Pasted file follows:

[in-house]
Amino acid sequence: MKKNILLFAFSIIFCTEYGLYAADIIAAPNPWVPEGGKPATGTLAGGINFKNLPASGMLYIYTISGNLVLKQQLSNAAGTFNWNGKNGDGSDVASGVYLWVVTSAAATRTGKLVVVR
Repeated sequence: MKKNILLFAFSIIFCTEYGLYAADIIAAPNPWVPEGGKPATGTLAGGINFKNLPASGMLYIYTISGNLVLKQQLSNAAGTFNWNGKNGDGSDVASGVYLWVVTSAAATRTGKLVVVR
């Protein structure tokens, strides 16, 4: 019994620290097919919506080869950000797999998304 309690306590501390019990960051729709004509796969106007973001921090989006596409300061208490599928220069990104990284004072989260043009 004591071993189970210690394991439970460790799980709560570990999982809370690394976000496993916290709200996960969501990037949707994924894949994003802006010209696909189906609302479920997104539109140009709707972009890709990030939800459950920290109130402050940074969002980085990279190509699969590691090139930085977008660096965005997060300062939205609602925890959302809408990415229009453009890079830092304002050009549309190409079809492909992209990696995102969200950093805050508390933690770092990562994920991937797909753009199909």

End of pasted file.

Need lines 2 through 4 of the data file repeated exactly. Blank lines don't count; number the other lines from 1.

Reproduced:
Amino acid sequence: MKKNILLFAFSIIFCTEYGLYAADIIAAPNPWVPEGGKPATGTLAGGINFKNLPASGMLYIYTISGNLVLKQQLSNAAGTFNWNGKNGDGSDVASGVYLWVVTSAAATRTGKLVVVR
Repeated sequence: MKKNILLFAFSIIFCTEYGLYAADIIAAPNPWVPEGGKPATGTLAGGINFKNLPASGMLYIYTISGNLVLKQQLSNAAGTFNWNGKNGDGSDVASGVYLWVVTSAAATRTGKLVVVR
């Protein structure tokens, strides 16, 4: 019994620290097919919506080869950000797999998304 309690306590501390019990960051729709004509796969106007973001921090989006596409300061208490599928220069990104990284004072989260043009 004591071993189970210690394991439970460790799980709560570990999982809370690394976000496993916290709200996960969501990037949707994924894949994003802006010209696909189906609302479920997104539109140009709707972009890709990030939800459950920290109130402050940074969002980085990279190509699969590691090139930085977008660096965005997060300062939205609602925890959302809408990415229009453009890079830092304002050009549309190409079809492909992209990696995102969200950093805050508390933690770092990562994920991937797909753009199909």